Italian rowing looks to 72-year-old La Mura again for Rio 2016 inspiration

Sunday, 06 January 2013
By Mike Rowbottom

Giuseppe La Mura of ItalyJanuary 6 - Italian rowing, which managed to earn just one medal - a silver - at the London 2012 Olympics, has placed its faith once again in the talents of Giuseppe La Mura (pictured) as it seeks to improve its showing in the Olympic cycle leading to Rio 2016.

The 72-year-old coach, who stepped down from the position in the wake of the 2004 Athens Games, has been re-appointed with the task of motivating and improving the national squad, whose only podium finish at the Eton Dorney course was provided in the double sculls, where Alessio Sartori and Romano Battisti finished second behind the New Zealand pairing of Nathan Cohen and Joseph Sullivan.

La Mura supervised a highly successful competition for Italy at the 2000 Sydney Games, where Sartori teamed up with Agostino Abbagnale, Rossano Galtarossa and Simone Raineri to win the quadruple sculls, and the team also won two silvers and a bronze.

But La Mura - named World Rowing Coach of the Year in 2003 - was unable to deliver the same level of success in Athens, where Italy had to be content with three bronze medals, and he left his position in 2005.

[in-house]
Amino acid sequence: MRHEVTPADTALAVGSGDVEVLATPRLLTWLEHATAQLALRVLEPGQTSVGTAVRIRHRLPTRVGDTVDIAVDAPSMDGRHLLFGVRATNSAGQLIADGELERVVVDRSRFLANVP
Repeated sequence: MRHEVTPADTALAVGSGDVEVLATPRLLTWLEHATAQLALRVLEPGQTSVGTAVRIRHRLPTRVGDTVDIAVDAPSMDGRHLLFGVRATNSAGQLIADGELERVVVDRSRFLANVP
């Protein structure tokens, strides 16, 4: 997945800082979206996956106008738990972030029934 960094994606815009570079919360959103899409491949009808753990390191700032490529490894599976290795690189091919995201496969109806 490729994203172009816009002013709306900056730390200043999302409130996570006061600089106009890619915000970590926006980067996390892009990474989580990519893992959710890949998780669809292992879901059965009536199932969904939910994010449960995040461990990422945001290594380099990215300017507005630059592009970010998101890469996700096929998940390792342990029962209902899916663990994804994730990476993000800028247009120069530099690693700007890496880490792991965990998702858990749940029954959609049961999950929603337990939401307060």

Romano Battisti and Alessio Sartori of Italy London 2012Romano Battisti and Alessio Sartori earned Italy their only medal in rowing during London 2012

"We could not have the luxury of giving up a great resource for the revival of the Italian rowing as Dr La Mura," said the Italian Rowing Federation President Joseph Abbagnale.

"Our homeland needs to start immediately after eight very difficult years.

"With great professionalism and expertise, our technical director and his team will support our boys and our girls, constantly motivating them and providing them with the right technical tools to meet the challenges of the future and lead us to the Olympic Games in Rio de Janeiro."

Agostino Abbagnale offered a glimpse of La Mura's motivational power when he spoke after the victory in Sydney, which earned him a third Olympic gold after a quadruple sculls win at the 1988 Seoul Olympics and another victory in the double sculls at the 1996 Atlanta Games.

"My third medal was the most hard earned," said Abbagnale.

"I didn't think I'd manage it.

"In January I wanted to give up.

"But in the end the coach La Mura convinced me.

"We spent an entire day in a bar in Terni, with him telling me I could do it... and now I'm here with another gold around my neck."

Contact the writer of this story at mike.rowbottom@insidethegames.biz
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